Though the monsoon certainly presented some nightmarish problems, it was not the worst of Burma’s tortures. The rain was cool, and the men liked to take off their shirts and let the water run over their insect bites and sores. The really bad part came after the rain stopped. In the sweltering jungle, the temperature climbed steadily every day and the humidity grew to be overpowering. Fungi and bacteria multiplied, breeding rot and disease. Even healthy soldiers found breathing difficult, and sleep became almost impossible.  Bamboo groves were in places so thick units were dominated by elephant grass, usually at least as tall as a man.

“You never knew from one moment to the next when you’d run into the Japanese,” wrote Ogburn. Soldiers lived in constant agonising anticipation of a sniper’s bullet, and were so jittery an entire battery of artillery might be called in to eliminate a solitary sniper. 

The terrors of the jungle left indelible marks on the men in Burma. Many came down with “jungle happiness”. When they returned to civilian life they found themselves ill at ease around crowds and bright lights and sometimes even their family and friends. 



The men not only had to contend with Burma’s physical obstacles, but its abundant microscopic life as well. The jungles of Burma are host to virtually every tropical disease known in the world. Living and fighting in the mud and water, American, Chinese and Japanese came down with trench foot, jungle rot an ailment called Naga Sores - painful ulcers that sometimes ate through to the bone.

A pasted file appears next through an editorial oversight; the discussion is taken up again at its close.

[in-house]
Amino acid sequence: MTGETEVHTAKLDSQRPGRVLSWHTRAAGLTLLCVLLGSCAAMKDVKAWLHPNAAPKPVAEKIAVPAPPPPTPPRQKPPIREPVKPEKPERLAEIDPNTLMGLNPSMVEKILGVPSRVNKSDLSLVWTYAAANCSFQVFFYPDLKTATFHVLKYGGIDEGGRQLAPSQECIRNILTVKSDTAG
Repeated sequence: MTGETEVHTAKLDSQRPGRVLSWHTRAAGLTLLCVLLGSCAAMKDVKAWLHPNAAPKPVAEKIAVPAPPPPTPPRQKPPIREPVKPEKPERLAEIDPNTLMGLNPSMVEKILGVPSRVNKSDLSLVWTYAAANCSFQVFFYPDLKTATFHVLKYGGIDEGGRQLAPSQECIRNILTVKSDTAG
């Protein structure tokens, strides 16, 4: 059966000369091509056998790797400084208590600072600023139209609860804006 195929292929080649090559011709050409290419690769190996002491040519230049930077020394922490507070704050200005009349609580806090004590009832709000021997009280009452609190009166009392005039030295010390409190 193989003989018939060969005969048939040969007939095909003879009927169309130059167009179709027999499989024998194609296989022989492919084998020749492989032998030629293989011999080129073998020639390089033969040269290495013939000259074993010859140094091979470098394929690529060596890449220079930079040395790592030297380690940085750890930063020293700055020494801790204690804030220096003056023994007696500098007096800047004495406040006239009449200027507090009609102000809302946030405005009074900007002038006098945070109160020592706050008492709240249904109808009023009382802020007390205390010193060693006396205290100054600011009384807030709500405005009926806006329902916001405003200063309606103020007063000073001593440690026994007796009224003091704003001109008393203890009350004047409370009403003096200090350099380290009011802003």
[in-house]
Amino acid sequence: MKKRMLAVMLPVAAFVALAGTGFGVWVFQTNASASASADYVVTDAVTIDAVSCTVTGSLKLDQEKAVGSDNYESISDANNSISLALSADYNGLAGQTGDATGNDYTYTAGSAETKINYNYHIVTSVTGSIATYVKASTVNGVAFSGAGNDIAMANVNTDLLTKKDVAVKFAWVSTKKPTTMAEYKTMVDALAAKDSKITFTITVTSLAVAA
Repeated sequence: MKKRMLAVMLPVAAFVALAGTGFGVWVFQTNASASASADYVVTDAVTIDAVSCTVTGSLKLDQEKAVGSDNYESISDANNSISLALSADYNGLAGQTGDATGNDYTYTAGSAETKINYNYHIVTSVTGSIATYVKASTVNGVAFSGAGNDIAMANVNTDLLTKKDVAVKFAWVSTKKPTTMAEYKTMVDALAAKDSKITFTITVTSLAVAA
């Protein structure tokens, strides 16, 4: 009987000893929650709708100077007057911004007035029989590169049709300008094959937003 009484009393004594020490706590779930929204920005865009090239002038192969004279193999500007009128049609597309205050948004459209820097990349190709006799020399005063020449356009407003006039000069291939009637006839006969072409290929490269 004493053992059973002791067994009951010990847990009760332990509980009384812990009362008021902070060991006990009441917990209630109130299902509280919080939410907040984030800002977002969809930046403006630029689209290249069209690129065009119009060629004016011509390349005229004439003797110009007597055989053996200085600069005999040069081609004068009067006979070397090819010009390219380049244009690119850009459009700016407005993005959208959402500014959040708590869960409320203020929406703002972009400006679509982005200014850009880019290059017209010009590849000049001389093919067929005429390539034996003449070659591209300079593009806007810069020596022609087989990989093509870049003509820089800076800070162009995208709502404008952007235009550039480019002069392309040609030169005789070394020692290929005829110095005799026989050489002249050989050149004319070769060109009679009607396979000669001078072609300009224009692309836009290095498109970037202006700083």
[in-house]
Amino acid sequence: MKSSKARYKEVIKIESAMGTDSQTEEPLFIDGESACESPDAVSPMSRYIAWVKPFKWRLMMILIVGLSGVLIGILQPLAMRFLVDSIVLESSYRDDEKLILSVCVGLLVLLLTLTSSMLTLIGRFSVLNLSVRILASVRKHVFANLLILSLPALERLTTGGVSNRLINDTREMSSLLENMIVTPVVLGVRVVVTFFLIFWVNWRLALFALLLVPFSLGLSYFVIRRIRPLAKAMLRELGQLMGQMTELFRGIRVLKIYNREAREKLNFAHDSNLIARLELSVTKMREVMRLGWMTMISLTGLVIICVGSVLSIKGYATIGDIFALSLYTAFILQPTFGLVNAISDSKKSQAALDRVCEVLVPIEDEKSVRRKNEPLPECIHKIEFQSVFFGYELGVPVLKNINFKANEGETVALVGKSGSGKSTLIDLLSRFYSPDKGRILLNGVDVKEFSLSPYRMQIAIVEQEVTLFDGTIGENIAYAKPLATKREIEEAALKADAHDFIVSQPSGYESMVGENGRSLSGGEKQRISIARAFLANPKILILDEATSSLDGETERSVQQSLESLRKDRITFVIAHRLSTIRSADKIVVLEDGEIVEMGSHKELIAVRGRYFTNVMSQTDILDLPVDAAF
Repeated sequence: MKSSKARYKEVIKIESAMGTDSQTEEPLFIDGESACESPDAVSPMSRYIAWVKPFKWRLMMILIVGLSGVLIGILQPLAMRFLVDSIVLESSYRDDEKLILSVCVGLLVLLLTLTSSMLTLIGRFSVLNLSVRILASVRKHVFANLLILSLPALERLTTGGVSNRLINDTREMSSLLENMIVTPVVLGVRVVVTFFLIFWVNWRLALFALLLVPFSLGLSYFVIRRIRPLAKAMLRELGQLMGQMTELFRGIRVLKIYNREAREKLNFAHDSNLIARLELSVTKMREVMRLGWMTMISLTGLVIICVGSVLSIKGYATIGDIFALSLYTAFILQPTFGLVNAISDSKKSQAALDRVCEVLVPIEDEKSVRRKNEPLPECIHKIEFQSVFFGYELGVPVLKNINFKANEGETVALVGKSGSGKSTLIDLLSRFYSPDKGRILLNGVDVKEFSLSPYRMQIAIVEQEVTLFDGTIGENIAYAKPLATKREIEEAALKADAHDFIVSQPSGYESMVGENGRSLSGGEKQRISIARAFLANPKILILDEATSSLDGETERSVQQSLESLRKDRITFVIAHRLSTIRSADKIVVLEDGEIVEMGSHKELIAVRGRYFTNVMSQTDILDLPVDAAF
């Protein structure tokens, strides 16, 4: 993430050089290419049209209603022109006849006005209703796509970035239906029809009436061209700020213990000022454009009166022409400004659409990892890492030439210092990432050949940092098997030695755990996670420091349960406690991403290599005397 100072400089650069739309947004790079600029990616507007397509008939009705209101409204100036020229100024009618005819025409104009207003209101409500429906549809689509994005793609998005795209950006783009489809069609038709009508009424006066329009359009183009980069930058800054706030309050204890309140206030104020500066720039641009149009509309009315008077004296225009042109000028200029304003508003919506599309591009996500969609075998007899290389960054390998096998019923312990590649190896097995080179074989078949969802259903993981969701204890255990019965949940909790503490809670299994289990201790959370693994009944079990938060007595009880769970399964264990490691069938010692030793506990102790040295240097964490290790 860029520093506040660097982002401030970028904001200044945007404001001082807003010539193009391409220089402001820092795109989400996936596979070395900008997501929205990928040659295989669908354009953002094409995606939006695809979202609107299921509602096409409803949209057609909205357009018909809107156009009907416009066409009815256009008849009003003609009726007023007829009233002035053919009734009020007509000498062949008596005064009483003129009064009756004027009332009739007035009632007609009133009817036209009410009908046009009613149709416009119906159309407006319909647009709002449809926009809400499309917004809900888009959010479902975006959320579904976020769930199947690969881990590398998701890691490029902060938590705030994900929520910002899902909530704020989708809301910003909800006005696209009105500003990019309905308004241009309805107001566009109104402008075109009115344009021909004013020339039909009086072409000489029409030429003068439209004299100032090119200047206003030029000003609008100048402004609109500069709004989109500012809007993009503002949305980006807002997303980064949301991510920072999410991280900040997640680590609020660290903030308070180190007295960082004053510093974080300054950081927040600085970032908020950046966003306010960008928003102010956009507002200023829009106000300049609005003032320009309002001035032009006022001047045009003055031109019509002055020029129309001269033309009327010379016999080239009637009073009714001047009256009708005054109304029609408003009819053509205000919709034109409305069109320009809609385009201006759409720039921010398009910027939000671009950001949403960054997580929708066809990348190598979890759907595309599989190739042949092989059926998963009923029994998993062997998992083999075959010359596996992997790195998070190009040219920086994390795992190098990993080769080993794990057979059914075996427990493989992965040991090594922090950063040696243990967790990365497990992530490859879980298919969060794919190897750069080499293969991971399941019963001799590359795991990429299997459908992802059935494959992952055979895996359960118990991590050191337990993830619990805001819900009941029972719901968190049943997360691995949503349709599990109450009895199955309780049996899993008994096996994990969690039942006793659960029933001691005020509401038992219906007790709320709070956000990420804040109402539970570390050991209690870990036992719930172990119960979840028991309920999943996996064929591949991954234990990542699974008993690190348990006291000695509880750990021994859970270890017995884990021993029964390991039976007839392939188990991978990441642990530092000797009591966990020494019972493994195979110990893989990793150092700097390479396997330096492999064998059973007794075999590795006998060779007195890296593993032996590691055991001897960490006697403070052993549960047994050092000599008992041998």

By far the most common and deadliest sickness was malaria. It is caused by a single-celled organism called Plasmodium (there are four varieties) and is transmitted from person to person by mosquitoes. The disease causes fever, chills, sweats and swelling of the spleen and liver and kills up to 20 per cent of its victims. The patient is prostrated for days or weeks at a time. Malaria swept through all the units engaged on both sides. At one point the British were evacuating 120 men per day due to malaria, compared to ten due to wounds.